I was taught early on by my Southern belle mother that putting salt on food before you taste it is an insult to the chef at a restaurant and an insult to the hostess at a dinner party. Then I worked for a Japanese company for 10 years, and in my time over there learned that putting wasabi on sushi before tasting it, or drowning it in soy sauce, is an insult to the sushi chef. So obviously this is a universal rule that crosses cultural boundaries - it's not just you. Now if you are a chef in a restaurant or hosting a dinner party, you just have to grin and bear it, but when it is your significant other doing it, you can and should say something. First tell him that when he does that he is sending you the message your food is not good enough the way you prepared it, which is hurtful. Ask him why liking everything spicy is more important to him than your feelings. Second, tell him that his habit is likely to insult friends who invite you over for dinner and embarrass both of you. Third, tell him that not all food is supposed to be spicy, and certainly not all food is supposed to taste like Sriracha's particular flavor profile, and people who want all their food to taste the same look immature and ignorant, and like mindless sheep who simply jumped on the played-out fad of making everything taste like Sriracha. If none of that works, start making really good food just for yourself and tell him he can order out and ruin someone else's food.
Sam1148 January 25, 2018
One thing about sushi. Almost all of the grab and go sushi even from whole foods and quite a few of the chain stores in strip malls do not use wasabi under the fish. So if I get a grab and go Sushi I almost always have to disassemble the nirigi and remake it.
Mark M. January 25, 2018
Sam1148, that's a fair point, and with takeaway food the chef never sees you eat it, so no chance of insulting him/her by the way you eat it.
Salt T. December 4, 2012
Thanks to everyone who chimed in with thoughts on this! Just to be clear, I'm not that perturbed about it - and I'm certainly not considering ending the relationship because of it! - it was more just that I wanted to know how others have dealt with this situation. But don't worry, I know it's a small issue in the big scheme of things!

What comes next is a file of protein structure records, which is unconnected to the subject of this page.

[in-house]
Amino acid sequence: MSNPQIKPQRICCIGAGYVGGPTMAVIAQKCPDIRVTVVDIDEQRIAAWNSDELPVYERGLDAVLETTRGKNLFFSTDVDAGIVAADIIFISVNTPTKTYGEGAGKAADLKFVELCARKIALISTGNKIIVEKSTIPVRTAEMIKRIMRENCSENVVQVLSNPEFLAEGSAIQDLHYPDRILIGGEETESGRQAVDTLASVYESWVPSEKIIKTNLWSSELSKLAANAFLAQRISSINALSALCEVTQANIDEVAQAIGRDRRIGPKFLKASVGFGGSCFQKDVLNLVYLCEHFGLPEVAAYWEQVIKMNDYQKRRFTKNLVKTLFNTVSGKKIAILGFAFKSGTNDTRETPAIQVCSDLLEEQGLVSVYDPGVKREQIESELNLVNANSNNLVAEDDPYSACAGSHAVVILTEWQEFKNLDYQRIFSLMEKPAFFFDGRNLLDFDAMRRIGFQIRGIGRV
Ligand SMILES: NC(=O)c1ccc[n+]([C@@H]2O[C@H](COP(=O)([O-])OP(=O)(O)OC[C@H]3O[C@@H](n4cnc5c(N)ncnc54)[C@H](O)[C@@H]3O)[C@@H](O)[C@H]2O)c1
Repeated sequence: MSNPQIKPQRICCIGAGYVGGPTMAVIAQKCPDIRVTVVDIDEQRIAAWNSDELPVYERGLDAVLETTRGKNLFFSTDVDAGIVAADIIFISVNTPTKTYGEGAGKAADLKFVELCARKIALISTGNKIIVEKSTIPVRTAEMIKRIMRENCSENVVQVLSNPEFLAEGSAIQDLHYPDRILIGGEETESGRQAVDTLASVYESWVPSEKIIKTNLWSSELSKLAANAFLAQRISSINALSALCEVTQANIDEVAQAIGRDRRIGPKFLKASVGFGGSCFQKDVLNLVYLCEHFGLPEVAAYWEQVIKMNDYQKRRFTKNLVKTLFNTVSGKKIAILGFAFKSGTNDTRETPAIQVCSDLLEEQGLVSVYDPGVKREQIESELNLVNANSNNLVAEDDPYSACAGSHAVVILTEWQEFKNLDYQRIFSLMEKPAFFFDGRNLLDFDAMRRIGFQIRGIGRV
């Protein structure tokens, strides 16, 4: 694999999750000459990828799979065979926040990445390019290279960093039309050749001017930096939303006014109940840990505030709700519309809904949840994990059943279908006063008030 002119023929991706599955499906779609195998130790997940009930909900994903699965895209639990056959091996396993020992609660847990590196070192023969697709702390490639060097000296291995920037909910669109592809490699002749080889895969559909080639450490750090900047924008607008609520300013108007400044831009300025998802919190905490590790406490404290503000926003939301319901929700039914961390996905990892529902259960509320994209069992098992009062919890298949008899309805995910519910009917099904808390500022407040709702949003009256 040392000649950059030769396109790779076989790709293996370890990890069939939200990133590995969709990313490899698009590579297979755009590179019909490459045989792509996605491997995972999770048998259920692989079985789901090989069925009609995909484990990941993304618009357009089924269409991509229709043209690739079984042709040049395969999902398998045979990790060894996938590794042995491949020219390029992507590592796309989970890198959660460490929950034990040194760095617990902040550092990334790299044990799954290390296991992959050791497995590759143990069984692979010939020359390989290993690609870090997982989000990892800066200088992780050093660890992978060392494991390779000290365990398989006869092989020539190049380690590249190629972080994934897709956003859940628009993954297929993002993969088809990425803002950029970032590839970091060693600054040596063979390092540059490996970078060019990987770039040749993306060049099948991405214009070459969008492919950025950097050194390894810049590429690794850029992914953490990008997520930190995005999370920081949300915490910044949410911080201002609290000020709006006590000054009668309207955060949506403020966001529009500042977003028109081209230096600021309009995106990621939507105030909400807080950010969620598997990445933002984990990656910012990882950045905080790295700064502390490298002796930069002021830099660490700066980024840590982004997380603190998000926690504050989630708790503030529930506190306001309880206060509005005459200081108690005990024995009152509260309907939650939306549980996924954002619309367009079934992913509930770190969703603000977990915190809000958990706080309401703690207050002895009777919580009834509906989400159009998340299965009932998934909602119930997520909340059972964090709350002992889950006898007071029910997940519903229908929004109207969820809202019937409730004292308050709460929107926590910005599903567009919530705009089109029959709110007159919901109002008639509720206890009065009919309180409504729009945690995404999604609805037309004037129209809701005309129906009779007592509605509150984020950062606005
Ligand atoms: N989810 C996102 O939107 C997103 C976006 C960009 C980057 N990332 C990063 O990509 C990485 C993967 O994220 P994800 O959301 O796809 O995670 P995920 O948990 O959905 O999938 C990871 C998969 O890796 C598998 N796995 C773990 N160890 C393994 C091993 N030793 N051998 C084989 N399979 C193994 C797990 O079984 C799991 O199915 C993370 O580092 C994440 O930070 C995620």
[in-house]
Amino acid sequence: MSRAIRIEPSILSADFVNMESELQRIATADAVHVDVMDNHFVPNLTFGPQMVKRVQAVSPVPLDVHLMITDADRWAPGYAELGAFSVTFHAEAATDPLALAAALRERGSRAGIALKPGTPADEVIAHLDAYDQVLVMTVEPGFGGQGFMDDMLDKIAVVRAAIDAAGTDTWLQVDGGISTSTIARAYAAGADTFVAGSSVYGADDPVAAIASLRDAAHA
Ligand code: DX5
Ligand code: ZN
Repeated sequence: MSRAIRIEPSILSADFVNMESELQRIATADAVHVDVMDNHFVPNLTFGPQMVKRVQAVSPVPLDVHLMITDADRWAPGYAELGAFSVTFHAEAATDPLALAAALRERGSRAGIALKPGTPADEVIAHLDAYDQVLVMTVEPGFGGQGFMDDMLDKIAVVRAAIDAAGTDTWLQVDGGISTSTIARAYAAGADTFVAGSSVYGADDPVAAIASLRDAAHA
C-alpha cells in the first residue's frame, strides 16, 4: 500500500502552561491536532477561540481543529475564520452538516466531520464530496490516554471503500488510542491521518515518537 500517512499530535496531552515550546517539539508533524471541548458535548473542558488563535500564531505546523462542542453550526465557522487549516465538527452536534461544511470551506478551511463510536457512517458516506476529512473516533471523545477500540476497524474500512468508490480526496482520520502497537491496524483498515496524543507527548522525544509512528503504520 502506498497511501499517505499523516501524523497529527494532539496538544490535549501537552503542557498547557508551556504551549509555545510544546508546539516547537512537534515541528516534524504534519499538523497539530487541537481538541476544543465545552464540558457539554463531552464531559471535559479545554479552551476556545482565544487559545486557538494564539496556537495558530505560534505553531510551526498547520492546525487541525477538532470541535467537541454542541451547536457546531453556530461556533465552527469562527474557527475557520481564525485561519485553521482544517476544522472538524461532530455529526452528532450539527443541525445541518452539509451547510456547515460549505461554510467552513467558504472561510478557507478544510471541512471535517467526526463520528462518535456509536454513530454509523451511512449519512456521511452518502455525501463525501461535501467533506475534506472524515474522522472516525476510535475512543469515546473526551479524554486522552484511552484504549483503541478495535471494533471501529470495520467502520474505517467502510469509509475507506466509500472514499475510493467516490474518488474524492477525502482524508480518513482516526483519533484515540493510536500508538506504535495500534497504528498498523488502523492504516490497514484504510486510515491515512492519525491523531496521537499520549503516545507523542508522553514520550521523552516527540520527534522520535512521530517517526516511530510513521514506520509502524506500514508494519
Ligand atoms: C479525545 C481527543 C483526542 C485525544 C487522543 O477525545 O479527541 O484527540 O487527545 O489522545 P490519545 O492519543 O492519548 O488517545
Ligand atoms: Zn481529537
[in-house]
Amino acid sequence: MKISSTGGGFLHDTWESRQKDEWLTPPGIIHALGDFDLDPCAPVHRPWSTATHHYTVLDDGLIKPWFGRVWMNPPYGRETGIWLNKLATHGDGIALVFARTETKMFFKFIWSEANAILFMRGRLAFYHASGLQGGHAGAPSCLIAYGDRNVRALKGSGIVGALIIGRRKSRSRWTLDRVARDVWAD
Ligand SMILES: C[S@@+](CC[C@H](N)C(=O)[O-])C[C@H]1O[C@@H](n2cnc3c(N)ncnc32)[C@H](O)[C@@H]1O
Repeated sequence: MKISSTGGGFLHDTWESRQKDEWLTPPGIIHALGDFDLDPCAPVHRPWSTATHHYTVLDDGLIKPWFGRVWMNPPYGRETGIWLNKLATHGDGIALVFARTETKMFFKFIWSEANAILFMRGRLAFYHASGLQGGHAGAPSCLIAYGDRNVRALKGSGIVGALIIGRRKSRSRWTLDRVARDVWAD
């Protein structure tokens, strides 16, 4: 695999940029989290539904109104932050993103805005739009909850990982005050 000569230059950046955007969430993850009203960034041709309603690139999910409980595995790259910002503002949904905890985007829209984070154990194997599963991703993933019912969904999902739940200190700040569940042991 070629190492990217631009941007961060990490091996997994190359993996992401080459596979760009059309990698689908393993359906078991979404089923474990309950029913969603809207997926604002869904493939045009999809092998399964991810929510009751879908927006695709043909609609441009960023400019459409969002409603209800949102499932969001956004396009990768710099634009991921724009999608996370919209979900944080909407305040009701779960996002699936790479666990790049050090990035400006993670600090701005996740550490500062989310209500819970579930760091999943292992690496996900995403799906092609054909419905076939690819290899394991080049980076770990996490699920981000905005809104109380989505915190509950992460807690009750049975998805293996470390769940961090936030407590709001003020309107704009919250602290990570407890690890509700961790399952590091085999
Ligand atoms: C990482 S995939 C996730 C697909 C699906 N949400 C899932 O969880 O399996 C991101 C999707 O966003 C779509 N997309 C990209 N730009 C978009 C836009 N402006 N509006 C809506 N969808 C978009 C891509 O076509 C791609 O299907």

luvcookbooks November 28, 2012
my older brother puts ketchup on everything and eats like a 5 year old (crunchy things only, foods can't touch each other). on the other hand, my younger brother died at 32 of a rare cancer and my older sister has Down's syndrome and has not lived with our family in my lifetime. Count your blessings.
Melusine November 27, 2012
The Friend and I are in Pakistan, in an area where everything seems to be seasoned with stale white pepper, and too much of it. One explanation we were given: The people's palates become so used to the over-seasoning, they can't taste anything that isn't. It's also why lassis and yogurt is so popular over here -- soothes the tummy-burn from all the pepper. So, it's a 'can't taste' thing, not an actual preference. I used to cringe when a friend would go rooting through my spice cupboard for cayenne pepper, no matter what the entree. I ended up just putting some in a little ramekin for her. Still cringed, but tried not to show it.
siryn511 November 25, 2012
I have the same problem with my husband (blue cheese on everything) and daughter (has to dip everything in ketchup. It used to bug me but I've had to get over it because there are more important battles to fight. Also I've found that some of it was done just to because it annoyed me.
threefresheggs November 24, 2012
I have the exact same problem! Though, my partner does vary the hot-pepper-delivery-condiment widely. I have no answers, but I too, feel your pain.
CaramelBlond November 24, 2012
That irritates me no end but, as long as it is not on my plate, I try to ignore it.
pierino November 23, 2012
Sriracha is the new ketchup. Don't take this person to Chicago where the use of ketchup on anything is banned practically by law.
jsdunbar November 23, 2012
I'm old enough to remember that a chef at the White House quit because his food was salted before being tasted. I had to teach my husband to taste before automatically adding salt. When he (finally) understood that it truly hurt my feelings he learned to taste the food as I had seasoned it, rather than as he had liked all food to taste. I feel your pain. You'll have to decide if/when this is going to be a daily heartbreaker or or whether you can accept that, sadly, he'll never enjoy the subtleties & depths of flavour that you do in your cooking. In my case there was also the health issue that comes with a high salt diet
SKK November 23, 2012
Option 1 - let him enjoy it the way he wants because he isn't going to change. Remember, what you resist persists. Let it go and he may come around, or not.
Diana B. November 23, 2012
Seasoning food before you taste it is considered rude and an insult to the chef. You've asked him to stop and he won't, so I guess it comes down to how big an issue you want to make this in your relationship.

Voted the Best Reply!

Reiney November 23, 2012
I think you're taking it all a bit too personally - don't sweat the small stuff.